While there are some signs of thawing in the tech initial public offering (IPO) market—with speculation that Lyft may be testing the waters and data center operator Switch raising $531.3 million in its IPO Friday—2017 still is shaping up to be one of the most anemic years ever for tech IPOs.
Some are advocating a shift in another direction. In a recent Fortune commentary piece, a private company CEO opined that the disadvantages of going public—using the examples of Snap and Blue Apron—far outweigh the advantages.
As a public company CEO who endured the choppy waters of the 2016 IPO market, I understand business leaders’ hesitation about joining the stock market. But I contend that the benefits of being public far outweigh the luxury of staying private.
The decision to go through with an IPO is a complex calculus. There are many factors to consider. It adds layers of obligations, regulations, costs, and pressures to the already challenging daily grind of running a business, not to mention hundreds of hours of planning, meetings with bankers and lawyers, and travel in preparation for the biggest event in the company’s history.
Was it worth it? In our case, absolutely.
The most important aspect of being public is that it legitimizes our business. An IPO sends the signal that we’re in it for the long run, and we have the power of the public capital market behind us.
Being public forces us to open up our financials for everyone to see—prospective customers, shareholders, employees, partners, and yes, even competitors. Transparency is a good thing. Embracing this transparency and authenticity, rather than feeling fiscally constrained, yields an extraordinary level of openness and trust with prospective customers.
Curious about our margins? Take a look for yourself. We tell you how much we make per unit. Want us to sell to you for a lot less? Look at how that will impact our business. Do you want a business partner that’s hamstrung, or do you want to work with a strong, durable company that continues to invest in its business for the long term? Then please pay us fairly.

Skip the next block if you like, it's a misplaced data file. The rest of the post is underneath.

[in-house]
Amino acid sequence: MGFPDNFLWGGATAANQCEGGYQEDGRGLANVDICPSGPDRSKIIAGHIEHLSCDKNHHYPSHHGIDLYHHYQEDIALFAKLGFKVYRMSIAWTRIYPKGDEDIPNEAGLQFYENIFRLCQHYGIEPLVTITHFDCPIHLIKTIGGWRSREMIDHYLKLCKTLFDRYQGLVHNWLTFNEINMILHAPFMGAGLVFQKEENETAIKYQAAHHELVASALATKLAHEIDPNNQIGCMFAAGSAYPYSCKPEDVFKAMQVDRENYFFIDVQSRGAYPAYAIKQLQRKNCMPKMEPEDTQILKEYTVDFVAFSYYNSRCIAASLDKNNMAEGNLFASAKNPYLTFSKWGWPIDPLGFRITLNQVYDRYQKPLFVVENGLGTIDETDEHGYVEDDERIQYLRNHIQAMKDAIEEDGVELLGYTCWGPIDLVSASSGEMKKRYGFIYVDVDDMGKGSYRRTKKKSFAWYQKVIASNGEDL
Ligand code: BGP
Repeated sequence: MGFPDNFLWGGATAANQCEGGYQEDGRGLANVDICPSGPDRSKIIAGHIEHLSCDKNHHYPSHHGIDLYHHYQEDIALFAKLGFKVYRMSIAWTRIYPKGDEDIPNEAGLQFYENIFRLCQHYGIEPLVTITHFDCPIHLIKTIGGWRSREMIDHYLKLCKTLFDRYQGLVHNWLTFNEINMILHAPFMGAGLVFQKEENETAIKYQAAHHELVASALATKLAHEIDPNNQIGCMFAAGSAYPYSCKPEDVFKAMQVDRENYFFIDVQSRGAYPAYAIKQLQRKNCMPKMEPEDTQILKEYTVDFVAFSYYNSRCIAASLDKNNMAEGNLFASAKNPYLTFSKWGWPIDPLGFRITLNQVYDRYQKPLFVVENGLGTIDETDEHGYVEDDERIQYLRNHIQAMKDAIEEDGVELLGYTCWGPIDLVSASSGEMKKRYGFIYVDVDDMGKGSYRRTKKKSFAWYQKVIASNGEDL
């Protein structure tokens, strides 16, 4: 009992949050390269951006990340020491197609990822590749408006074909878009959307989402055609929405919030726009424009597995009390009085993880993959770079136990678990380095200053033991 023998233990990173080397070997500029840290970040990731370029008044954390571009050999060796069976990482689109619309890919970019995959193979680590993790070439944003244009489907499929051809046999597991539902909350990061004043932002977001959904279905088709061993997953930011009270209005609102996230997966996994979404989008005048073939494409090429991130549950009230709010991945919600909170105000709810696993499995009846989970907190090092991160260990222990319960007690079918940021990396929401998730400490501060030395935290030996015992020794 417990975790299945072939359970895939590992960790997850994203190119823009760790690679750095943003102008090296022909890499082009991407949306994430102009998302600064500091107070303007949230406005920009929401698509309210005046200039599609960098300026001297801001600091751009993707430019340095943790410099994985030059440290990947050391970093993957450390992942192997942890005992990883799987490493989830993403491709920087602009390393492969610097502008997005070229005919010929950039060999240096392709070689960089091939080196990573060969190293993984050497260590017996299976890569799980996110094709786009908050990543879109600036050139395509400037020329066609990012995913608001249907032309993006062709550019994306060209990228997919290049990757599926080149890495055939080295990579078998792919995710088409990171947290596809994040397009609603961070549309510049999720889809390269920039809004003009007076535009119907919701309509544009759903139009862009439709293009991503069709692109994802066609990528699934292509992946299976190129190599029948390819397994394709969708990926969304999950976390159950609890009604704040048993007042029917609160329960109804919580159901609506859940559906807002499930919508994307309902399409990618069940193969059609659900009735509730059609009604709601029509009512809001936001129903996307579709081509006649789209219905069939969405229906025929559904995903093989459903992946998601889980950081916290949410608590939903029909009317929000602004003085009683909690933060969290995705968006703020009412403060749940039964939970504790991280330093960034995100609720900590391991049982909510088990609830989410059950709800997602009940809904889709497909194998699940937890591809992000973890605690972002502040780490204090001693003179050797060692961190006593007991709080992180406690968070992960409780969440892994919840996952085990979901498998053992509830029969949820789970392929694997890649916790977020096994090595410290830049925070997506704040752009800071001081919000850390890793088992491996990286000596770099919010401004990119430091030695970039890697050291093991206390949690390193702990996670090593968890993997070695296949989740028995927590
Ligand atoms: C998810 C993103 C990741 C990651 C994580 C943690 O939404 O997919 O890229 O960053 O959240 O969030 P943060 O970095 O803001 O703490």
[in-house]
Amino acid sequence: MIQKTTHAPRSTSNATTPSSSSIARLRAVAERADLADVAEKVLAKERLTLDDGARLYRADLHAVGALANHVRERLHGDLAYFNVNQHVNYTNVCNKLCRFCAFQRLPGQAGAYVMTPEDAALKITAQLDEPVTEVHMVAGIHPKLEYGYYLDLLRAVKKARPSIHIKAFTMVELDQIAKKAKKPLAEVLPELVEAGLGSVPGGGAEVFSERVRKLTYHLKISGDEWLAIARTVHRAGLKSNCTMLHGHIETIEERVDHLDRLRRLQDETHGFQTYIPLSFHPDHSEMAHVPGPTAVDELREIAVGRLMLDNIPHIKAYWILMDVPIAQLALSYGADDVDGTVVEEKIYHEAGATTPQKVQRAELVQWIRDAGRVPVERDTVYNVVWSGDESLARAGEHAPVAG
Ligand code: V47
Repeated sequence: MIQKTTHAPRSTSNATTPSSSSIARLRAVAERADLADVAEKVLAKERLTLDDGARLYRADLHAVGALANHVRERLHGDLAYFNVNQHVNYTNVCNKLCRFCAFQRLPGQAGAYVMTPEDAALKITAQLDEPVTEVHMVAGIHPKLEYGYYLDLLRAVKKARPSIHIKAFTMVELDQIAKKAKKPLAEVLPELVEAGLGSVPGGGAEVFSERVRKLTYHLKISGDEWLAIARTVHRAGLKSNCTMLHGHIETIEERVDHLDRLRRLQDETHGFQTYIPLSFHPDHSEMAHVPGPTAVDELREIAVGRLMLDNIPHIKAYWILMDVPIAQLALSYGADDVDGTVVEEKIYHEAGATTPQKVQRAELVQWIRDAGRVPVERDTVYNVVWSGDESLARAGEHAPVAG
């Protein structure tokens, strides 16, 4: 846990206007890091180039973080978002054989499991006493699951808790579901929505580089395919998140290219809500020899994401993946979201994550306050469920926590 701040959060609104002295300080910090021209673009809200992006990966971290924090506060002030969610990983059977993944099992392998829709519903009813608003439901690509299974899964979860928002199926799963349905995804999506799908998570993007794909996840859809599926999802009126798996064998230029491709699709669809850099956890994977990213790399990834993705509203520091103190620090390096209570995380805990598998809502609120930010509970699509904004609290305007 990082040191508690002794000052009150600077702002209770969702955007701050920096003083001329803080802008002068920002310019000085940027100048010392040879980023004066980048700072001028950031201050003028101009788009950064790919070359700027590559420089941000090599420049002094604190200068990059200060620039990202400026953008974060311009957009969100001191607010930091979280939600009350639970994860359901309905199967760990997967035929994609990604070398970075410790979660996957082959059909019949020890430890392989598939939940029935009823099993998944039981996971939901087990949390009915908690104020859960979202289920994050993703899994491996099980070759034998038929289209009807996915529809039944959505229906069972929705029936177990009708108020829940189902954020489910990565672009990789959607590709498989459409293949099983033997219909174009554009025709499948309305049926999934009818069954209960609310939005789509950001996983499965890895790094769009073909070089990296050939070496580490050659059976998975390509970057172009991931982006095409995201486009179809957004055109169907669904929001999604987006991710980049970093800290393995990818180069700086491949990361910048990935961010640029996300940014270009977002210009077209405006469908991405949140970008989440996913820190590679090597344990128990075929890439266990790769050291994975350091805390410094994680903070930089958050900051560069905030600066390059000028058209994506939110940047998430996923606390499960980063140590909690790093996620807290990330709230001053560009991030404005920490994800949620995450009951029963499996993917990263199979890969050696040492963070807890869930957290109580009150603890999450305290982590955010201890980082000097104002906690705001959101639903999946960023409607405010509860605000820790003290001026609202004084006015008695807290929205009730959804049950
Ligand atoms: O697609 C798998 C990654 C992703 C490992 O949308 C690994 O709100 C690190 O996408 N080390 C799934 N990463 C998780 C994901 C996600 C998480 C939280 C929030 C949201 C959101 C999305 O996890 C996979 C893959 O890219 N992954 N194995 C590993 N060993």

In a perfect world, customers would pay us based on the value we create for them. But for now, customers can see what our cost structures and profitability are, and that our prices are fair.
Take the quarterly reporting of company earnings. I have found this to be a positive thing for our company. It provides a structure, rhythm, and cadence to the ongoing task of monitoring the pulse of the business. I want the level of organization, teamwork, and attention to detail that quarterly reporting demands.
There’s a common perception that once you go public, the stakes are higher and therefore the pressure intensifies. I don’t see it that way. As a startup, we made a commitment to a small group of investors to do certain things and run the business in certain ways. As we grew, we made more, similar commitments to a bigger group of investors.
As a public company, you might worry that any missteps will attract a lot of negative attention. And that’s true: If you stumble, it will definitely be more public. But anybody who’s built a company to the point where it could go public has openly stumbled many times, overcome setbacks, and survived.
Anyway, it’s not as if being private totally shields you from attention: We’ve seen a lot of high-visibility private companies such as Uber garner a great deal of public scrutiny. It comes with the territory.
To be sure, going public brings a new level of responsibility and stakes to your business. But if you’re ready to push your company to achieve its full potential, an IPO might be your best option.
Rob Bernshteyn is the CEO of Coupa.